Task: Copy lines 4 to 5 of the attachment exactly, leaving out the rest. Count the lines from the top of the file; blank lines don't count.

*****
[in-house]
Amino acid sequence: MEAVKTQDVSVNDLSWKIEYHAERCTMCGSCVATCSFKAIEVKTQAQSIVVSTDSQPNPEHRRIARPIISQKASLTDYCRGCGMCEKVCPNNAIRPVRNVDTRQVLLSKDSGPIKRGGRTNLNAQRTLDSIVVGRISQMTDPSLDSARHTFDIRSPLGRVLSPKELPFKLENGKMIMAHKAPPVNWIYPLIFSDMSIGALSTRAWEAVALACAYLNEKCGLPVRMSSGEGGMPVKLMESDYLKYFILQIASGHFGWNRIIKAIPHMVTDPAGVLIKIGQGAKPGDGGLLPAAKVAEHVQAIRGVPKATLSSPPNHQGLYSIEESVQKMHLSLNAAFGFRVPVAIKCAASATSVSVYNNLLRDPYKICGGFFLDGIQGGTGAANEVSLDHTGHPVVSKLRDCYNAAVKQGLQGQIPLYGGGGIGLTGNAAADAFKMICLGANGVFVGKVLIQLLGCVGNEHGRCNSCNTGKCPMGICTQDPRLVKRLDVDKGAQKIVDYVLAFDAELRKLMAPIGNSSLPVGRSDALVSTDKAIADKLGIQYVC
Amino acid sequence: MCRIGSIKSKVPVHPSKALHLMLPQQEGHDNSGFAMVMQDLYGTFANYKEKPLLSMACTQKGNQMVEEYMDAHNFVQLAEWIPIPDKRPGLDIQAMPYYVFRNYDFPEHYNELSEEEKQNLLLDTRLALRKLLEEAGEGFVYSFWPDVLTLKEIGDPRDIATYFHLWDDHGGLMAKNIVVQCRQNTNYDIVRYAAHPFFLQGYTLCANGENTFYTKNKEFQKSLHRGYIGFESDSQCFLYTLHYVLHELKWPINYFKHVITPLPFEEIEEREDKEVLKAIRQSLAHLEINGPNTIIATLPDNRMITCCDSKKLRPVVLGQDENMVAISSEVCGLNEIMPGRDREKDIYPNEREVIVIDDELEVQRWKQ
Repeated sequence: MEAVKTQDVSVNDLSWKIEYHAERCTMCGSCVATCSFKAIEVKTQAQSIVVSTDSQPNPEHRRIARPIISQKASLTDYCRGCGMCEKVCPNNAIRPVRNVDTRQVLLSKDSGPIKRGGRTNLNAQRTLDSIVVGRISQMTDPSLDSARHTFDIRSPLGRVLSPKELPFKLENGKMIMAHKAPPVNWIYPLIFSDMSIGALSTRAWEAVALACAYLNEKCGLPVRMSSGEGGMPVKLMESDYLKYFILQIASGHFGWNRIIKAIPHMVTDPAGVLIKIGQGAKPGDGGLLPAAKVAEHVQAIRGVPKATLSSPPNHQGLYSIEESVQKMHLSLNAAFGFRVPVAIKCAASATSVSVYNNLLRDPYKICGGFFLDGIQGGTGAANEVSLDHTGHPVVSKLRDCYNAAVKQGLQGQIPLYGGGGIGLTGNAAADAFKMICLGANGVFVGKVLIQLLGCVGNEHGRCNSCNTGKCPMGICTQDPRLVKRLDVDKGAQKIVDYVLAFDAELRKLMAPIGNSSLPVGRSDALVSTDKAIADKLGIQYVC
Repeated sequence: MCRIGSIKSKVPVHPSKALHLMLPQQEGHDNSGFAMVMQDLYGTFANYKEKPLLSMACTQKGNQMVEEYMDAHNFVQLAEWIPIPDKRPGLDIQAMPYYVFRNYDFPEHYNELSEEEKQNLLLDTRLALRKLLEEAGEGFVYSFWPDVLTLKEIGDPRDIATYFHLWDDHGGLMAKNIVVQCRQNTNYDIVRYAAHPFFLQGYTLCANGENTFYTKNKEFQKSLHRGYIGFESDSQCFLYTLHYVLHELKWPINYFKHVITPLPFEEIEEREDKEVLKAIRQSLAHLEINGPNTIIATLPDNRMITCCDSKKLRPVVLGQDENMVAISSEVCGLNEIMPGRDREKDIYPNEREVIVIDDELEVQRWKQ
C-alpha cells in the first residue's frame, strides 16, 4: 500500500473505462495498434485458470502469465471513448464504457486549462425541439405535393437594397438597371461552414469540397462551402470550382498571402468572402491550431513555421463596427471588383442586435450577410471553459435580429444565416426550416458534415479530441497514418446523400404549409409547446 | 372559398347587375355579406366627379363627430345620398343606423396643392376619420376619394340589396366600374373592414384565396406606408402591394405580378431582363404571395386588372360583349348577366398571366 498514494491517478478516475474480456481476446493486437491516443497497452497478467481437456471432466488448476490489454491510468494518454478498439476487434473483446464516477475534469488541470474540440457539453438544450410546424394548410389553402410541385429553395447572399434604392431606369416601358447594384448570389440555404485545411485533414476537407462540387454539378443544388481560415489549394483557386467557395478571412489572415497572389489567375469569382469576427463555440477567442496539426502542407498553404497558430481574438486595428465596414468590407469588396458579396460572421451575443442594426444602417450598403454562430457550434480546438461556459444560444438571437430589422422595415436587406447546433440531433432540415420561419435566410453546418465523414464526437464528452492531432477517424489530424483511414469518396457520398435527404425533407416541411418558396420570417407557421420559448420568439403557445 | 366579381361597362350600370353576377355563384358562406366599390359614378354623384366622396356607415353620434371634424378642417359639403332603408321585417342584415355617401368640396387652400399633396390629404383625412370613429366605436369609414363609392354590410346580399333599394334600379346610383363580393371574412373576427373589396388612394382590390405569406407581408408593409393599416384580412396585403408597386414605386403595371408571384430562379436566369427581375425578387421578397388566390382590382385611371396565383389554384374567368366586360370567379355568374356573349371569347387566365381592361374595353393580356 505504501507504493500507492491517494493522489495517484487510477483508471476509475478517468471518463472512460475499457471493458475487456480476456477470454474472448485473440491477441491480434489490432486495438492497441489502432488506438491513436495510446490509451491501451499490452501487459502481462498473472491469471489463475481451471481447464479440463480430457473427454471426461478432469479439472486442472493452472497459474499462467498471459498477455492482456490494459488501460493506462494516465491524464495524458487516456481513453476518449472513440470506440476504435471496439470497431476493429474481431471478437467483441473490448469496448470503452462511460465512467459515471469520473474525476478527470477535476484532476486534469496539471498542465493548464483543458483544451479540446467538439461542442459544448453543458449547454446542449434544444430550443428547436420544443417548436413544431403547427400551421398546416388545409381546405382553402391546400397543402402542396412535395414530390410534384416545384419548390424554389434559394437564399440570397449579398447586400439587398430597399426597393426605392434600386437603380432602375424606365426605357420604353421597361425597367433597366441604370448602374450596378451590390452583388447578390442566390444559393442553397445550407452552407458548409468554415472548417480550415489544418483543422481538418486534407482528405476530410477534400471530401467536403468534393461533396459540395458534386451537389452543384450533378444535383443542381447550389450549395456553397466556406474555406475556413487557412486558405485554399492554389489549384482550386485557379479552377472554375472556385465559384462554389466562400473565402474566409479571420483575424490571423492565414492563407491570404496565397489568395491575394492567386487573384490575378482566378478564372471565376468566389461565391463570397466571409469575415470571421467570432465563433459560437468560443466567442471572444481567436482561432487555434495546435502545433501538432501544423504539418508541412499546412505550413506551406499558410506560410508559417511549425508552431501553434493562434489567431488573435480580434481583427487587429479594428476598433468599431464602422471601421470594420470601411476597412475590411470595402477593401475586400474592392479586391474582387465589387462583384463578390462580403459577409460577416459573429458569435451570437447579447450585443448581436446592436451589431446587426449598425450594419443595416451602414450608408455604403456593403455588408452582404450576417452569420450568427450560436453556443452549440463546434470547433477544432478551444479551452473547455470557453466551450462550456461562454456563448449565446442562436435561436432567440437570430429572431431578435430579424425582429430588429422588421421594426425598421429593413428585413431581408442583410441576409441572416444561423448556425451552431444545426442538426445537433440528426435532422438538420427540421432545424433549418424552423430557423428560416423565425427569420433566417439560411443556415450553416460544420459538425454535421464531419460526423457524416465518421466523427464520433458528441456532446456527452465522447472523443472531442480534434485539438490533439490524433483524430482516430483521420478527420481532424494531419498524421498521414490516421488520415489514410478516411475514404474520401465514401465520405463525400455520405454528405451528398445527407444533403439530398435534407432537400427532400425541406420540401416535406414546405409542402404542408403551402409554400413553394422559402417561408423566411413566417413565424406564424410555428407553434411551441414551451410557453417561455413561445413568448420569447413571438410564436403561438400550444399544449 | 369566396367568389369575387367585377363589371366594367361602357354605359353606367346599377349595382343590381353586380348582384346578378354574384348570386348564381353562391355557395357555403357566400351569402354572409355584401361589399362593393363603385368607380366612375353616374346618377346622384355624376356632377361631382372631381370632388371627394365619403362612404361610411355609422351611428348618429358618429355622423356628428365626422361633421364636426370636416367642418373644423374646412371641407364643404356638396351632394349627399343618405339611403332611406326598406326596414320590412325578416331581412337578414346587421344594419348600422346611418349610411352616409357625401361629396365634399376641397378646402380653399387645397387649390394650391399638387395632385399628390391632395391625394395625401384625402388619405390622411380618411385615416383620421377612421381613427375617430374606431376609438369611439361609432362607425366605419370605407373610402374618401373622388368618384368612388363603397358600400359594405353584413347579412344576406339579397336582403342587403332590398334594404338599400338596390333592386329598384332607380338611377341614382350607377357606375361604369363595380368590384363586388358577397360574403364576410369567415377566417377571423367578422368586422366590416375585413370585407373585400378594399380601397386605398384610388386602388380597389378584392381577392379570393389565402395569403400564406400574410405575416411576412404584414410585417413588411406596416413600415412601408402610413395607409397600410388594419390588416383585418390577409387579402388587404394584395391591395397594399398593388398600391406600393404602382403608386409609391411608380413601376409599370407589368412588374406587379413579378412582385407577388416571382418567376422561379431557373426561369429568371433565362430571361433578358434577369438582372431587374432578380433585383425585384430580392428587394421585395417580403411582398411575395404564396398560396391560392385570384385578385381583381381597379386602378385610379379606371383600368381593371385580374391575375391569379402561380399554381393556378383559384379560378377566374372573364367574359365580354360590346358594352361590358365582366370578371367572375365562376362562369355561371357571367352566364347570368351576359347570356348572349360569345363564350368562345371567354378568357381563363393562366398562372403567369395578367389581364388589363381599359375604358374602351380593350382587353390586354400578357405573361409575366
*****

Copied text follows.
Repeated sequence: MEAVKTQDVSVNDLSWKIEYHAERCTMCGSCVATCSFKAIEVKTQAQSIVVSTDSQPNPEHRRIARPIISQKASLTDYCRGCGMCEKVCPNNAIRPVRNVDTRQVLLSKDSGPIKRGGRTNLNAQRTLDSIVVGRISQMTDPSLDSARHTFDIRSPLGRVLSPKELPFKLENGKMIMAHKAPPVNWIYPLIFSDMSIGALSTRAWEAVALACAYLNEKCGLPVRMSSGEGGMPVKLMESDYLKYFILQIASGHFGWNRIIKAIPHMVTDPAGVLIKIGQGAKPGDGGLLPAAKVAEHVQAIRGVPKATLSSPPNHQGLYSIEESVQKMHLSLNAAFGFRVPVAIKCAASATSVSVYNNLLRDPYKICGGFFLDGIQGGTGAANEVSLDHTGHPVVSKLRDCYNAAVKQGLQGQIPLYGGGGIGLTGNAAADAFKMICLGANGVFVGKVLIQLLGCVGNEHGRCNSCNTGKCPMGICTQDPRLVKRLDVDKGAQKIVDYVLAFDAELRKLMAPIGNSSLPVGRSDALVSTDKAIADKLGIQYVC
Repeated sequence: MCRIGSIKSKVPVHPSKALHLMLPQQEGHDNSGFAMVMQDLYGTFANYKEKPLLSMACTQKGNQMVEEYMDAHNFVQLAEWIPIPDKRPGLDIQAMPYYVFRNYDFPEHYNELSEEEKQNLLLDTRLALRKLLEEAGEGFVYSFWPDVLTLKEIGDPRDIATYFHLWDDHGGLMAKNIVVQCRQNTNYDIVRYAAHPFFLQGYTLCANGENTFYTKNKEFQKSLHRGYIGFESDSQCFLYTLHYVLHELKWPINYFKHVITPLPFEEIEEREDKEVLKAIRQSLAHLEINGPNTIIATLPDNRMITCCDSKKLRPVVLGQDENMVAISSEVCGLNEIMPGRDREKDIYPNEREVIVIDDELEVQRWKQ